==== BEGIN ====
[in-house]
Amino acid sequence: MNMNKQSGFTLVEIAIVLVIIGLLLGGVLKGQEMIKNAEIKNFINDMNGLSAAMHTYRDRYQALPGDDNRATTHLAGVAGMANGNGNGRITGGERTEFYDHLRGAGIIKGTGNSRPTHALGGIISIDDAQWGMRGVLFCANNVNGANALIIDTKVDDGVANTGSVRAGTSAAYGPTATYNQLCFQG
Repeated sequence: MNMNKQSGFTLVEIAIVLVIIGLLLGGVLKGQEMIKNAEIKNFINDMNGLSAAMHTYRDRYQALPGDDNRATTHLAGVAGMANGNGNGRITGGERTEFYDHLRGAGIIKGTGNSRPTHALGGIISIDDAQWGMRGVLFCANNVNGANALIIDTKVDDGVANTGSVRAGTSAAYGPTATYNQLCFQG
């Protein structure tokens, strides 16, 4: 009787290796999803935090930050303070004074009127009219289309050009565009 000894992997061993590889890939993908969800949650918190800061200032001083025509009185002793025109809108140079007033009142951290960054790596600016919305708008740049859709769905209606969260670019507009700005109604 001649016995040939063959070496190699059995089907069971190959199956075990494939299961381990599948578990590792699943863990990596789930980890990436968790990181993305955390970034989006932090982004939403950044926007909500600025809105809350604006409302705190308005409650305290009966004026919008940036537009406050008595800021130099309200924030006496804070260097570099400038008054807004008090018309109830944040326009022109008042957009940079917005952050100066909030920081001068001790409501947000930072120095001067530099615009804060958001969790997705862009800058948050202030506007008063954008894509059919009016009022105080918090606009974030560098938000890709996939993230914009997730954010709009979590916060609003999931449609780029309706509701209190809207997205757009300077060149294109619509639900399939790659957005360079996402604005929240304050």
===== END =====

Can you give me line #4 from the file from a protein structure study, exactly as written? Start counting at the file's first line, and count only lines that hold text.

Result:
């Protein structure tokens, strides 16, 4: 009787290796999803935090930050303070004074009127009219289309050009565009 000894992997061993590889890939993908969800949650918190800061200032001083025509009185002793025109809108140079007033009142951290960054790596600016919305708008740049859709769905209606969260670019507009700005109604 001649016995040939063959070496190699059995089907069971190959199956075990494939299961381990599948578990590792699943863990990596789930980890990436968790990181993305955390970034989006932090982004939403950044926007909500600025809105809350604006409302705190308005409650305290009966004026919008940036537009406050008595800021130099309200924030006496804070260097570099400038008054807004008090018309109830944040326009022109008042957009940079917005952050100066909030920081001068001790409501947000930072120095001067530099615009804060958001969790997705862009800058948050202030506007008063954008894509059919009016009022105080918090606009974030560098938000890709996939993230914009997730954010709009979590916060609003999931449609780029309706509701209190809207997205757009300077060149294109619509639900399939790659957005360079996402604005929240304050």